Federal Funding for Killing Sea Lions Might Help Cowlitz River Salmon


Though the actions taken to secure $892,000 in federal funding for the protection of Columbia River system salmon took place thousands of miles from Lewis County, the process could have positive impacts for fishermen of the Upper Cowlitz River and the Columbia basin as a whole.

As a result of a joint effort between U.S. Representatives Jaime Herrera Beutler, R-Battle Ground, and Kurt Schrader, a Democrat from Oregon, the appropriations bill passed by congress will include funds to continue the Washington Department of Fish and Wildlife’s (WDFW) efforts to kill sea lions on the Columbia River, protecting salmon and steelhead.

“She crafted the legislation to allow state entities to apply for permits to remove sea lions at different locations along the Columbia and its tributaries, so WDFW has the ability and now more resources to apply to remove sea lions that would more directly affect populations in other areas, like the upper Cowlitz,” said Herrera Beutler spokesperson Craig Wheeler in an email to The Chronicle. 

And although that doesn’t mean the agency is yet sending folks to Mossyrock or Toledo to shoot salmon-hungry sea lions, it does have basinwide implications for fish populations. Sea lion extermination has been shown to be effective in protecting fish.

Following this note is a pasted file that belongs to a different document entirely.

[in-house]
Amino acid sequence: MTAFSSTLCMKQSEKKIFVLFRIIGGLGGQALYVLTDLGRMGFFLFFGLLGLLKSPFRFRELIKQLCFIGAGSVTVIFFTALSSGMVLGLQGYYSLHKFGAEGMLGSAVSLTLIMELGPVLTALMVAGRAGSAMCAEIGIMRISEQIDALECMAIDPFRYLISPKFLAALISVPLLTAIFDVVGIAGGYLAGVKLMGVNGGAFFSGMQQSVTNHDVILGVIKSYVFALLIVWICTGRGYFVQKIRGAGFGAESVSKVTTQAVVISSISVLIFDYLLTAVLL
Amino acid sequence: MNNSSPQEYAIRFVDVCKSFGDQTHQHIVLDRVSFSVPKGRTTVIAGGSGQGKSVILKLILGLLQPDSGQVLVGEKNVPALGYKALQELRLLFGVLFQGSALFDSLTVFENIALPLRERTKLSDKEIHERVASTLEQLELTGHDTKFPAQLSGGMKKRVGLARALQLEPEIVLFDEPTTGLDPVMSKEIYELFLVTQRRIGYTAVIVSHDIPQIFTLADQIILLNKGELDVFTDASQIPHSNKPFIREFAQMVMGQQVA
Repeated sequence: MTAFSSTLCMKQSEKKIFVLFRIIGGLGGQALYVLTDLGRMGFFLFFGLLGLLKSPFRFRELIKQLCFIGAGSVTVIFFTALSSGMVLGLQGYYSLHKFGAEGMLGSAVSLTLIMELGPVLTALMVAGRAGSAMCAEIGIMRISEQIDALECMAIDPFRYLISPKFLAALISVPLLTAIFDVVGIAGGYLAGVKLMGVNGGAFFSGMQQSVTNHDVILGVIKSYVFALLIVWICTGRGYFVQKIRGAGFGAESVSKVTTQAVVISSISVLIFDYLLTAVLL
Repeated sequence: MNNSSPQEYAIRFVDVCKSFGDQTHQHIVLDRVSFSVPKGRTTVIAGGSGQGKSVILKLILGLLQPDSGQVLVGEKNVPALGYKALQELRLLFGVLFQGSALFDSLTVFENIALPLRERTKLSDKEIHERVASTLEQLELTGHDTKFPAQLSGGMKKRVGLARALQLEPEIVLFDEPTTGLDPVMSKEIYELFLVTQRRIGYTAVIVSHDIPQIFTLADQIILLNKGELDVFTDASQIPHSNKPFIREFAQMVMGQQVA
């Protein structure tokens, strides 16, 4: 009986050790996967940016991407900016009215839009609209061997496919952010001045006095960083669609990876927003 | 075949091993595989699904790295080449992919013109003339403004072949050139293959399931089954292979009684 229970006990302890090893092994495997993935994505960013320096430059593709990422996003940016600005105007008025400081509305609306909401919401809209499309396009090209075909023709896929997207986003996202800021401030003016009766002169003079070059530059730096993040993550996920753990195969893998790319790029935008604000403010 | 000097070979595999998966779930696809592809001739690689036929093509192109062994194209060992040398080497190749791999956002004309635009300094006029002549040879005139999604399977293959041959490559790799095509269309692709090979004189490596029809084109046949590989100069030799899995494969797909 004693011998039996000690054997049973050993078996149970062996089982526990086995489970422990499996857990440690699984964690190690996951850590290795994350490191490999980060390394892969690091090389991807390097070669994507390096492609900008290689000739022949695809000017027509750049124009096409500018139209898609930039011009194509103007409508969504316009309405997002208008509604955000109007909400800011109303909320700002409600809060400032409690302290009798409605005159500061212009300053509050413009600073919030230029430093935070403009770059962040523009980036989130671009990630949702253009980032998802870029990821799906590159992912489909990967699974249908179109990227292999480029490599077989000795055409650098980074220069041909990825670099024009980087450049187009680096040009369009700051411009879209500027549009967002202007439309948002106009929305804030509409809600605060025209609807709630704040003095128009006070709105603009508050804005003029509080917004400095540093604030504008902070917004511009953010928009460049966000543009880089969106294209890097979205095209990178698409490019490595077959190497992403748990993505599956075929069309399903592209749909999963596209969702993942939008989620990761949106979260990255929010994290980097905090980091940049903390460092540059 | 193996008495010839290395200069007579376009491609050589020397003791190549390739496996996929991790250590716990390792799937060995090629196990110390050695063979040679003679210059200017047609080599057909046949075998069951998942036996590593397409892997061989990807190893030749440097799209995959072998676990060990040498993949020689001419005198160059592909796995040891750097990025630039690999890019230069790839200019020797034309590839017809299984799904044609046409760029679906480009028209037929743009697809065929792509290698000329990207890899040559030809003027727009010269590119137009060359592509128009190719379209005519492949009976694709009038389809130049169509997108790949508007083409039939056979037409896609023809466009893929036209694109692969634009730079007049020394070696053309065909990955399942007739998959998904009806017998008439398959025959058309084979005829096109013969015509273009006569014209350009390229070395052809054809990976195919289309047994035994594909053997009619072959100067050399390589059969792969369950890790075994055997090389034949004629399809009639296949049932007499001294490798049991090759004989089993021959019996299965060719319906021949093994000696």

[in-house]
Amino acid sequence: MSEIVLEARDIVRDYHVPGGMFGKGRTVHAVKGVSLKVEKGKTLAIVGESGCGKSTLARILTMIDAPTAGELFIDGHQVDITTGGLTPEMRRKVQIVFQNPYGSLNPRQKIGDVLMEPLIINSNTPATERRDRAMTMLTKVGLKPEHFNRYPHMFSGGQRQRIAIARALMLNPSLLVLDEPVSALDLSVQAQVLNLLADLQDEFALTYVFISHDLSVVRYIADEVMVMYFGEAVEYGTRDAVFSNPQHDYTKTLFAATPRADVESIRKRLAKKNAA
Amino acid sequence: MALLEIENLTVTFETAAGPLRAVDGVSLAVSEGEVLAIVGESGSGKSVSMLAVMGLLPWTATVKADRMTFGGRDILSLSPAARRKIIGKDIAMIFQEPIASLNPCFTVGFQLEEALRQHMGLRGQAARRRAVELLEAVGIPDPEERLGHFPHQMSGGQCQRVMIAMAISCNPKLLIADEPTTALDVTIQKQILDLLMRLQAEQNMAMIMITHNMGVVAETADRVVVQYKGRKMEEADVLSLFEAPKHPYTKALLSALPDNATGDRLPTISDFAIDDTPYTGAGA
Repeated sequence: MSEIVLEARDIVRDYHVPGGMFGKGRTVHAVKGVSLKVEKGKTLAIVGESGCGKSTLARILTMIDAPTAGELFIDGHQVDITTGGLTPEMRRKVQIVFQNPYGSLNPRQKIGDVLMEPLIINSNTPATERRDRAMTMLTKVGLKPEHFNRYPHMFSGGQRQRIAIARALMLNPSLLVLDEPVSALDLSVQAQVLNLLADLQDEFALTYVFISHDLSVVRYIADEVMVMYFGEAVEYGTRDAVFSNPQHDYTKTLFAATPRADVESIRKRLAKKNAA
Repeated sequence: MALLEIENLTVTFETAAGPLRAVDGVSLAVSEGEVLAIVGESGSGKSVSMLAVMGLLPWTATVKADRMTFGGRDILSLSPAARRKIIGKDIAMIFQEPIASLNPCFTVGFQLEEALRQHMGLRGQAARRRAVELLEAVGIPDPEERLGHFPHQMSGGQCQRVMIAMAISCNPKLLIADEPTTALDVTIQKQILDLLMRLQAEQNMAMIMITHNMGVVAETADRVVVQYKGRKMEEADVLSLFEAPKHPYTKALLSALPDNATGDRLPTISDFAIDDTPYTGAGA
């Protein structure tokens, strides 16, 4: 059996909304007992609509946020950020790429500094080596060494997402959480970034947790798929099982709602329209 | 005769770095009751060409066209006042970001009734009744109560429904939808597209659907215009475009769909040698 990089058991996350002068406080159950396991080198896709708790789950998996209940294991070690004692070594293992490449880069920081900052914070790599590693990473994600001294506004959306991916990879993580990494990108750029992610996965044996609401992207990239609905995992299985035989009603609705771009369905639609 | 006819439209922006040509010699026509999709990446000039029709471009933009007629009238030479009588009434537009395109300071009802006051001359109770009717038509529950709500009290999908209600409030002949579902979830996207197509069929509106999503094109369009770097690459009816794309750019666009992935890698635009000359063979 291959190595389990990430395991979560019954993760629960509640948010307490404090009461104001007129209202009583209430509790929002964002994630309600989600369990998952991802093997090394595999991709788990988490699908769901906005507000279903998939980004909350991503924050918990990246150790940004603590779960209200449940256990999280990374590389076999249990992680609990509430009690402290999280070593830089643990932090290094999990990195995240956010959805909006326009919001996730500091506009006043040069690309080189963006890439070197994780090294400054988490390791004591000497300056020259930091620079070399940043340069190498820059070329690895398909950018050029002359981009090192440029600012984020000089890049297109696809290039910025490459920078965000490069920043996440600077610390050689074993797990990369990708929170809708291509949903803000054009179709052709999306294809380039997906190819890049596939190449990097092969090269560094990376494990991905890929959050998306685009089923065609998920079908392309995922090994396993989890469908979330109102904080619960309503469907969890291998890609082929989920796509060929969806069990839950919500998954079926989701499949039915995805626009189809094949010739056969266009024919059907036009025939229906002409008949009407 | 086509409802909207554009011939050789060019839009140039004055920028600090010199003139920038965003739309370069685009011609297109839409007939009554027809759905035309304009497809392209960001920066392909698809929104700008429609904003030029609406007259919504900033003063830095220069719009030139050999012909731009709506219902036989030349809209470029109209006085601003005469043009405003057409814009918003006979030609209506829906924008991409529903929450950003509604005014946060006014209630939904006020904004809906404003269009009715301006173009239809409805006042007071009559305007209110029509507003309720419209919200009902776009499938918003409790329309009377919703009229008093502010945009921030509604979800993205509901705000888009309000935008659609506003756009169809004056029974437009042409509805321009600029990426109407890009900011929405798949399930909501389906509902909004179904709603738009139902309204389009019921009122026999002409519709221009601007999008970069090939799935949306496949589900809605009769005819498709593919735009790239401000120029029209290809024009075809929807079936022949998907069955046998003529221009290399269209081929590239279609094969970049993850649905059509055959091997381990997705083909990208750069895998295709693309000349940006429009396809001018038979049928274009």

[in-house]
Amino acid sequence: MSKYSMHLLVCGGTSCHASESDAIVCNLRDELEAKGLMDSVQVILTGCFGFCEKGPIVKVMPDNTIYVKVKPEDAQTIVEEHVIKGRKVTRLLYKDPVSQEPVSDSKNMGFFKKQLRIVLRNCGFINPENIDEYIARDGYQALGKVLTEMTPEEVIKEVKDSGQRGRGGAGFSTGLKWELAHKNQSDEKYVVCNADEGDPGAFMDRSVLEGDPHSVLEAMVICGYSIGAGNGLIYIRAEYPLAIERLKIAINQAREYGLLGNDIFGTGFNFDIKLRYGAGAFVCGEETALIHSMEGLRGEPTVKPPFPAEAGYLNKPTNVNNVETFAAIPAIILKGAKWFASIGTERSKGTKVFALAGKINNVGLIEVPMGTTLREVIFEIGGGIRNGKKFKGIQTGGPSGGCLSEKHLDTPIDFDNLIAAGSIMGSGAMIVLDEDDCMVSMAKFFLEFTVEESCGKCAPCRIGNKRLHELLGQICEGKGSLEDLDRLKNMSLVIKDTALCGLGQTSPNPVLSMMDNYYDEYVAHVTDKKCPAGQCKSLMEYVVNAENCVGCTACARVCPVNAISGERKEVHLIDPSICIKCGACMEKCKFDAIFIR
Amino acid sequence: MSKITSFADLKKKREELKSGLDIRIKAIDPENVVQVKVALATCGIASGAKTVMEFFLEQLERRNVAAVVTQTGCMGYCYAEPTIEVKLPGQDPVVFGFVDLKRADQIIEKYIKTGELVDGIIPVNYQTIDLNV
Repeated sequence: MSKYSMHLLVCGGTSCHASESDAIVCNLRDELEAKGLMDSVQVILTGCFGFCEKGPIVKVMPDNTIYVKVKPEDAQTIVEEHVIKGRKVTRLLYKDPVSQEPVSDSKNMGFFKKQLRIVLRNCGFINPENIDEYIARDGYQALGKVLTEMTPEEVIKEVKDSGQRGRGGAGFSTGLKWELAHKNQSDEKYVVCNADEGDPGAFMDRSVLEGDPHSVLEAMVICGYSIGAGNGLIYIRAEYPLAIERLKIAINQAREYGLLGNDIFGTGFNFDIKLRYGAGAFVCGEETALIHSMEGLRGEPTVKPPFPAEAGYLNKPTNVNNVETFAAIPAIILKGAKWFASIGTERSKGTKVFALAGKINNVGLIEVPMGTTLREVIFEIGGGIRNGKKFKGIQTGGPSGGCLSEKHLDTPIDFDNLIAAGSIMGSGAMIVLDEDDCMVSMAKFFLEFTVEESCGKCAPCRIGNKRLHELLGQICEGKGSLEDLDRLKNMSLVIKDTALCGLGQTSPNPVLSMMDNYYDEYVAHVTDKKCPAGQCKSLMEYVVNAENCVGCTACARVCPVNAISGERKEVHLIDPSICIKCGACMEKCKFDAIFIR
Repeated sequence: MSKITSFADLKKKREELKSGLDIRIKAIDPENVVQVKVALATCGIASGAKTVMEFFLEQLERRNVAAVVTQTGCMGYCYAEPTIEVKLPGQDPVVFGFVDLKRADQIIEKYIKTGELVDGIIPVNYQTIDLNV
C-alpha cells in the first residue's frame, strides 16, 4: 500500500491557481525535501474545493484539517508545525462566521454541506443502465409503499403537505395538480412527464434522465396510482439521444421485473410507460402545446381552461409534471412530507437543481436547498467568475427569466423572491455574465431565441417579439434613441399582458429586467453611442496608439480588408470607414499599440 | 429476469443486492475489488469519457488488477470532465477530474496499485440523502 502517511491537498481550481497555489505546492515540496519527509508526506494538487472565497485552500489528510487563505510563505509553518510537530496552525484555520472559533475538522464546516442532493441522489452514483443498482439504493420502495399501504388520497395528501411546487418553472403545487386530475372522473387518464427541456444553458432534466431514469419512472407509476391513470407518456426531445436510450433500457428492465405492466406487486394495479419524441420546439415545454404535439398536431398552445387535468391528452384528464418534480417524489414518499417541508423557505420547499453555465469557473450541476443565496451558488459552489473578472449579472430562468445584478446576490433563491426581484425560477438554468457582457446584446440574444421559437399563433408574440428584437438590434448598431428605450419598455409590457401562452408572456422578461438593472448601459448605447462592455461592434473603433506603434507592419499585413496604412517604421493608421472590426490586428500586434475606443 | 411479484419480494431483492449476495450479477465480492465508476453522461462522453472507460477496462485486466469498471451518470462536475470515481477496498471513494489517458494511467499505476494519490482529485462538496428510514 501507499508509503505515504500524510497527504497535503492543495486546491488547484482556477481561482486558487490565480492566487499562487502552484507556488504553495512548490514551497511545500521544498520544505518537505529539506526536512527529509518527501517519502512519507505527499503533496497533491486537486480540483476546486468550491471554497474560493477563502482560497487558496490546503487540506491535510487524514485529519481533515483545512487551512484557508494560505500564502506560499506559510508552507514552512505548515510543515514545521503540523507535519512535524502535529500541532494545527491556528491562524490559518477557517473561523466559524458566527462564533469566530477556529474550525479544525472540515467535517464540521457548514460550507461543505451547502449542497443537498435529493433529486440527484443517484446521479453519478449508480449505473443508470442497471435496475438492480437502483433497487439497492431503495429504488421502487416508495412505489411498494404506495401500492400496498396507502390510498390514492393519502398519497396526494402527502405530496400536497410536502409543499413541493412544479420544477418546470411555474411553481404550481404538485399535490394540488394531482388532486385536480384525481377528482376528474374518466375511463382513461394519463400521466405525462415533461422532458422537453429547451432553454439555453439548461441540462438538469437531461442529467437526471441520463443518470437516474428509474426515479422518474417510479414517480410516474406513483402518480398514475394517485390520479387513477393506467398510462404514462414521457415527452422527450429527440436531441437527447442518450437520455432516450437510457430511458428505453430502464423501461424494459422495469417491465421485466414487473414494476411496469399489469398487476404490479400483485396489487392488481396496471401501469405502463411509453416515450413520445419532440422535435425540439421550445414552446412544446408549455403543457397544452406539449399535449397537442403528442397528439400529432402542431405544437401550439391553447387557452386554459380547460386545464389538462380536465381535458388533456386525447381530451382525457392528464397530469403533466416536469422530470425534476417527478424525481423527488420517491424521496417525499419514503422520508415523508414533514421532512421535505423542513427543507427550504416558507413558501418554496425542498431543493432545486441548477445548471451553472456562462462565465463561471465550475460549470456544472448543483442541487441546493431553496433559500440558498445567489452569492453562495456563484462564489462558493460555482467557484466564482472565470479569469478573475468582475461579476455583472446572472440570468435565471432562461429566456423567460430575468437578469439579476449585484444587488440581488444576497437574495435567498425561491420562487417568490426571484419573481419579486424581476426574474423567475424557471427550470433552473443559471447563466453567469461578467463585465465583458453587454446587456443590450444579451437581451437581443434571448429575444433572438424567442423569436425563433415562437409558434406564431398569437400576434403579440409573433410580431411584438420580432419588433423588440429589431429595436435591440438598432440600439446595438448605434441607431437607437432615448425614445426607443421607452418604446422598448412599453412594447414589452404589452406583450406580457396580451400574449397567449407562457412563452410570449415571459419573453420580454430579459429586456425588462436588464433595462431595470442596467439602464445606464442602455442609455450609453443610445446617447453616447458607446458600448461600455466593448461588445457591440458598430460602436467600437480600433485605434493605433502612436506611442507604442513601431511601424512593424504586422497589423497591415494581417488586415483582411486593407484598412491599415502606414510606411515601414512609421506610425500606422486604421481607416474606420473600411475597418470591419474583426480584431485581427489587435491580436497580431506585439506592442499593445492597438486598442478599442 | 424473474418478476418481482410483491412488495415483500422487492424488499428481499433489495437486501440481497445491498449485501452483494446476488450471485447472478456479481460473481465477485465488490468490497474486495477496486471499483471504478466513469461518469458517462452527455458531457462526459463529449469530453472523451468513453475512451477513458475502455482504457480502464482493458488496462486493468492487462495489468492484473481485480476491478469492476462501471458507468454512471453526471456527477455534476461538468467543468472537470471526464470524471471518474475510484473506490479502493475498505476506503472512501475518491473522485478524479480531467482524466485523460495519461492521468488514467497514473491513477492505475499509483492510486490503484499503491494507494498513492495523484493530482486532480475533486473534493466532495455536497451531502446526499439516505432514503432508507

According to a news release from Herrera Beutler’s office, in 2017, there were reports of sea lions ravaging steelhead nearly to the brink of extinction in Willamette Falls. 

It was reported that from January 2017 to August 2017, only 512 fish made it above the falls, an all-time low. Apparently, sea lions had decimated a quarter of the wild winter steelhead below the falls. 

A report by Oregon Department of Fish and Wildlife stated there was a 90% chance one of the upriver populations would go extinct if action wasn't taken to stem sea lion predation.

The sea lions on the Columbia River are often considered to be invasive, many of which travel from California to gobble up one of northwesterners’ favorite fish.

A few years later, after the Oregon Department of Fish and Wildlife was granted permission to remove sea lions near Willamette Falls, a resurgence of winter steelhead passed above the falls. 

According to one Oregon Department of Fish and Wildlife official, removing sea lions was a big factor in the bolstered numbers of endangered steelhead at Willamette Falls, the release stated.

“With the sea lion control law that Rep. Schrader and I championed in 2018 now being implemented, the funding we have secured will ensure wildlife managers are continuing to remove the worst-offending sea lions,” Herrera Beutler said in a statement. “Our native fish runs deserve a fighting chance to thrive for many years to come, and this funding to tackle the sea lion problem on our rivers represents a vital step toward that goal.”